As the Olympic Games is now under way, with women’s football taking place even before the official opening ceremony, it seemed like a useful time to consider the problem that the event organisers face from ambush marketing, and how the media are already reporting some of the stories that are emerging.
There have been a number of stories already about what can and can’t be taken into Olympic venues. Lord Coe has had to field questions about whether a Pepsi T shirt could be worn by a spectator, and his attempts to give an answer have led to confusion and considerable media coverage – no doubt to the delight of Pepsi and the chagrin of the official sponsor Coca Cola. See here.
From a media point of view, this is all good, knockabout “the law is an ass” stuff. The incidental absurdities of the efforts venue operators have to go to in order to protect their rights always raises a number of journalistic hackles. However, there are serious issues at stake.
Everybody understands that for major sporting events to take place and to enjoy the benefit of world class staging there have to be commercial sponsors. There is enough unease already about the cost of hosting the Olympics in austerity times: without input from sponsors who pay large sums of money for their association with the Games the costs would be much higher, and the nature and quality of the events that result could be compromised.
The nature of the sponsorship packages the major sponsors buy is such that each sponsor is granted exclusivity within its market sector, so that it can be assured that its rivals don’t enjoy similar rights. Sponsorship agreements are lengthy and complex documents that include numerous provisions aimed at securing that exclusivity for the sponsor, and ensuring that the event organiser takes adequate steps against ambush marketing by rivals. The rivals in question are those who seek using ambush marketing techniques to secure the benefit of association with the event without having paid for it. Often the ingenious and outrageous steps taken by ambush marketers generate more coverage than the more sober “corporate” style of advertising the official sponsors must stick to under the terms of their contract. Nobody wants to have advantage taken of them and appear “square” at the same time.
The sums required to pay for the sponsorship packages for a major event such as the Olympic Games and the cost of supporting and adequately exploiting the accompanying rights packages mean that the kind of company that becomes a sponsor is always going to be a major global player in its field. Such a company and brand may therefore become the target for some resentment from many who see the involvement of mega-rich corporations as contradictory to the Olympic spirit. People viewing the sponsors in that way may see ambush marketing as a bit of harmless fun or even as a blow struck against the multinationals.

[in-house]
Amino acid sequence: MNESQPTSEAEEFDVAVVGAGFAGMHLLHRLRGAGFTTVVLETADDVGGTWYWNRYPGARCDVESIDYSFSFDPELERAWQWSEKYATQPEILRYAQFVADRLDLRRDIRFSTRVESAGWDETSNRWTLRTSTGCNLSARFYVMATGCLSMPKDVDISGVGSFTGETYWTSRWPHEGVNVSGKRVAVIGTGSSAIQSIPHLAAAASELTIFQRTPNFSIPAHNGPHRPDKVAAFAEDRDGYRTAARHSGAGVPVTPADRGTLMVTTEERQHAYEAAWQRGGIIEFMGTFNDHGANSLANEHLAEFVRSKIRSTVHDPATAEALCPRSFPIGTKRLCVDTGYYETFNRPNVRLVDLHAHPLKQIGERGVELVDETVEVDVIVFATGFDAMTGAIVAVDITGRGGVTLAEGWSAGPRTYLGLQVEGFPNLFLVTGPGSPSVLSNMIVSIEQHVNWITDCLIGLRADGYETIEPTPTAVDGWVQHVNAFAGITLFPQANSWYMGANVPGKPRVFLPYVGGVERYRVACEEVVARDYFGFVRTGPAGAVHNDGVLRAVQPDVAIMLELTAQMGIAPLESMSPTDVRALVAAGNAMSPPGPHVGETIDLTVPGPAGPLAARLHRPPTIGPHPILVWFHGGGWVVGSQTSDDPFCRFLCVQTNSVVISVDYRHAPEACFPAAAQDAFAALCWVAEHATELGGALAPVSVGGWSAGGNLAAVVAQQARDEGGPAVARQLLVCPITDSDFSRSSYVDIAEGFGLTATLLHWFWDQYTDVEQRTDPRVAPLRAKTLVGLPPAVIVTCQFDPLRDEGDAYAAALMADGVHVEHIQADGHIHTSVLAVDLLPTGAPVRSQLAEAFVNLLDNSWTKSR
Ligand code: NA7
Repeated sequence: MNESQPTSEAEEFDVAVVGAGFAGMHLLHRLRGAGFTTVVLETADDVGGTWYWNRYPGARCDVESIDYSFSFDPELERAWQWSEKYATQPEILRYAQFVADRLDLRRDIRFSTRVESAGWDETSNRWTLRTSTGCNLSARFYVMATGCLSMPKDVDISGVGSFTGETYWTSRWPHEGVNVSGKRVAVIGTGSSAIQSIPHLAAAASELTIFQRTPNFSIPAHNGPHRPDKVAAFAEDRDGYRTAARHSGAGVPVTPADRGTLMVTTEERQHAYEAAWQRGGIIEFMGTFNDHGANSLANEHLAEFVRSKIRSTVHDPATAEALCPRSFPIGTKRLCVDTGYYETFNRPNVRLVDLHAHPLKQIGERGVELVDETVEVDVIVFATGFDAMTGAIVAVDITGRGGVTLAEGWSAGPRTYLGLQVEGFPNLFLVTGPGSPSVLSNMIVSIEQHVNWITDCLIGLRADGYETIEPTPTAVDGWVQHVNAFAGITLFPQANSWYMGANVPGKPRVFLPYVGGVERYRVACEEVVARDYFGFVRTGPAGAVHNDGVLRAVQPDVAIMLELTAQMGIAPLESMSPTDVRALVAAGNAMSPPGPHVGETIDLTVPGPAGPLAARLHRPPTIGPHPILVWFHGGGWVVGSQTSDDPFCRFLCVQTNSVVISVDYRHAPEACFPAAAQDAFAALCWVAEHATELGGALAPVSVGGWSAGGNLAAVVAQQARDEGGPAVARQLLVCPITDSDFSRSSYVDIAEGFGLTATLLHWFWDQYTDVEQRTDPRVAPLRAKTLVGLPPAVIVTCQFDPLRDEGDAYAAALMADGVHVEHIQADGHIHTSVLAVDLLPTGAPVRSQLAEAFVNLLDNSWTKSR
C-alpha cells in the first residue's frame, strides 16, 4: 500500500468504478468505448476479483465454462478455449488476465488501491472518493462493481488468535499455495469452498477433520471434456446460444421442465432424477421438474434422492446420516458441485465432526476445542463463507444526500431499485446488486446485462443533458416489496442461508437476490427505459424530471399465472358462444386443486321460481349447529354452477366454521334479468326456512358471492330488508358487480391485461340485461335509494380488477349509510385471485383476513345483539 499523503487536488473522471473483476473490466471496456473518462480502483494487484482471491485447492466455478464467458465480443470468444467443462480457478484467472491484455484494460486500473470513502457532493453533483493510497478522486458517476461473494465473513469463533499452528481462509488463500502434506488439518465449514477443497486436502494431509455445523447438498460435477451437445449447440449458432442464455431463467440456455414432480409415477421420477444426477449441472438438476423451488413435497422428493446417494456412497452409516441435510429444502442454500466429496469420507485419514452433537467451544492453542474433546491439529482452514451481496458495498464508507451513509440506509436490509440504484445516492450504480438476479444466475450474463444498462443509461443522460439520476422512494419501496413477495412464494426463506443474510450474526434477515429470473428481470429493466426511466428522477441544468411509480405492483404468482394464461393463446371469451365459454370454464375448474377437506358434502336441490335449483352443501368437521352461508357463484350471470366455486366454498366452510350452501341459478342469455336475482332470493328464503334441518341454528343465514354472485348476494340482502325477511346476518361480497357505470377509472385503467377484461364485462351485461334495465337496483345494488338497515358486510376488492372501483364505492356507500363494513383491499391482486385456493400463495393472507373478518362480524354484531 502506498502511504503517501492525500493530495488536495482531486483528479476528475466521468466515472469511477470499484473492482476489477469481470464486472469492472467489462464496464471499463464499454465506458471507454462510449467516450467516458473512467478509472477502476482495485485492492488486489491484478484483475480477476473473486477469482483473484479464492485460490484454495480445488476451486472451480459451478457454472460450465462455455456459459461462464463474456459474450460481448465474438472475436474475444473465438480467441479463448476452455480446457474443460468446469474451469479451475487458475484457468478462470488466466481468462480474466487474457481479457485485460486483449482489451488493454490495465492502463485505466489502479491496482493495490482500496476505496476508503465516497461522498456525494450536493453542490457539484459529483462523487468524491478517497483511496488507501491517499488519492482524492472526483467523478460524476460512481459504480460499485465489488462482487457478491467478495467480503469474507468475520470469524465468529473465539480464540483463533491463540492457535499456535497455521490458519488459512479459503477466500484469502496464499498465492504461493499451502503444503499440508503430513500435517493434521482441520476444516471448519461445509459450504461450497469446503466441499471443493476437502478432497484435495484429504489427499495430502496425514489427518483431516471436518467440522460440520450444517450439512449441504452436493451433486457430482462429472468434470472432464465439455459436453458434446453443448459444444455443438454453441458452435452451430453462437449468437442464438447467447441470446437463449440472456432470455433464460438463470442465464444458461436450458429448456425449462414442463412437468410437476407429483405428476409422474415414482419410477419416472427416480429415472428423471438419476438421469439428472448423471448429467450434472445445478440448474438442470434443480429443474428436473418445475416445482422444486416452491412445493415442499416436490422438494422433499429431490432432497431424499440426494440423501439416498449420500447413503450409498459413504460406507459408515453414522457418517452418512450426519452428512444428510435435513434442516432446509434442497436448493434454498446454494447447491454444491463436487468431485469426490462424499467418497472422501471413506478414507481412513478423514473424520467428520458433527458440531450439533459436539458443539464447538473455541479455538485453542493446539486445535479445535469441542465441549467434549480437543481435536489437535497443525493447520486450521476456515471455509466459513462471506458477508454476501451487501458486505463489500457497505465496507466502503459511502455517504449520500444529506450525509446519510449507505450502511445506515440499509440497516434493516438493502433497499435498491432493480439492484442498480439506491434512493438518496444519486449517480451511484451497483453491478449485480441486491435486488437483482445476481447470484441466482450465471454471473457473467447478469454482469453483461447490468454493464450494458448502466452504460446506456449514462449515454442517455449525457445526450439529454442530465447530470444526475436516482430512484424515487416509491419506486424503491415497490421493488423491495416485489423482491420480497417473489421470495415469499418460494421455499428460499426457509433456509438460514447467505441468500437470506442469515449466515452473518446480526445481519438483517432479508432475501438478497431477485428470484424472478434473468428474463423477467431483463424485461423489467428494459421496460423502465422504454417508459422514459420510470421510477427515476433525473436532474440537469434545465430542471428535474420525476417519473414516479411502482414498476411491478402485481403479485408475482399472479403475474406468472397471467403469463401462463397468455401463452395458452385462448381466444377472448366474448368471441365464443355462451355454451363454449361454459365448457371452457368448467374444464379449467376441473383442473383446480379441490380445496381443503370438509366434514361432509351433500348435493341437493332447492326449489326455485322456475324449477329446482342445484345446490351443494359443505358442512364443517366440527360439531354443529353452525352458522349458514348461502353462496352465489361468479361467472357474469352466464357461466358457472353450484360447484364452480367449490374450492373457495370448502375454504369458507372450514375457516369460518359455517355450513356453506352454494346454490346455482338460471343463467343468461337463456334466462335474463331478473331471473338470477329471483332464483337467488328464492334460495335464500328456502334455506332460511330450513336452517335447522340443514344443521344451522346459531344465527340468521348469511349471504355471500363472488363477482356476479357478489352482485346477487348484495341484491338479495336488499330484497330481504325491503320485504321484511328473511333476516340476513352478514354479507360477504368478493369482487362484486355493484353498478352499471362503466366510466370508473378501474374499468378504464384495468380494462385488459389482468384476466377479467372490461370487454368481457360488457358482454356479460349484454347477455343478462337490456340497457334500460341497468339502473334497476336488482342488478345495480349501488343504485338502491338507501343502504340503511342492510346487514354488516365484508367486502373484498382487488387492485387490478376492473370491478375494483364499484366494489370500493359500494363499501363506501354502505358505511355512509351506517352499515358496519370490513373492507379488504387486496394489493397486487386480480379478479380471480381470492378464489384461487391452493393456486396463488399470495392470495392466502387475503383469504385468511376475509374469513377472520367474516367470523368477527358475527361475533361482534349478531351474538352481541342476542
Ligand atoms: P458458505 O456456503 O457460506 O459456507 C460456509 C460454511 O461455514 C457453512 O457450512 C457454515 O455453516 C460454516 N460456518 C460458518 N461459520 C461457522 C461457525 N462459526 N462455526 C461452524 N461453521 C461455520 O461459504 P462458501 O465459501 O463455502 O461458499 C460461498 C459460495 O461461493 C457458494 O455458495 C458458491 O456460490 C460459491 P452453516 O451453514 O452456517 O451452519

Ambush marketing is a term invented by a marketing guru called Jerry Welsh in the early 1990s, when this was a comparatively new phenomenon. I would suggest that the term has become out of date. How is it “ambush” marketing when everyone knows it’s going to happen, major multinational corporations themselves indulge in it, and often publicise in advance what they are going to do?
A recent news story has suggested that Nike – hardly the plucky underdog operating on a shoestring – is planning what has been described as an “ambush” campaign. See here . It seems that Nike have ensured that there will be nothing illegal in their campaign – but that, as they did at Atlanta in 1996 (when they handed out banners to spectators, put billboards around the city and set up a Nike centre near to the stadium) they will use considerable ingenuity to gain not only an outlet for advertising but also endless media coverage surrounding and related to the Games without being an official sponsor.
So, harmless fun, as many saw was the case with the women in orange dresses advertising Bavaria beer at the World Cup (see here ), or unfair opportunism that puts the value of crucial sponsorship agreements at risk?
In some further blogs I’ll be looking at ambush marketing in further detail and some of the main legal and commercial arguments it provokes.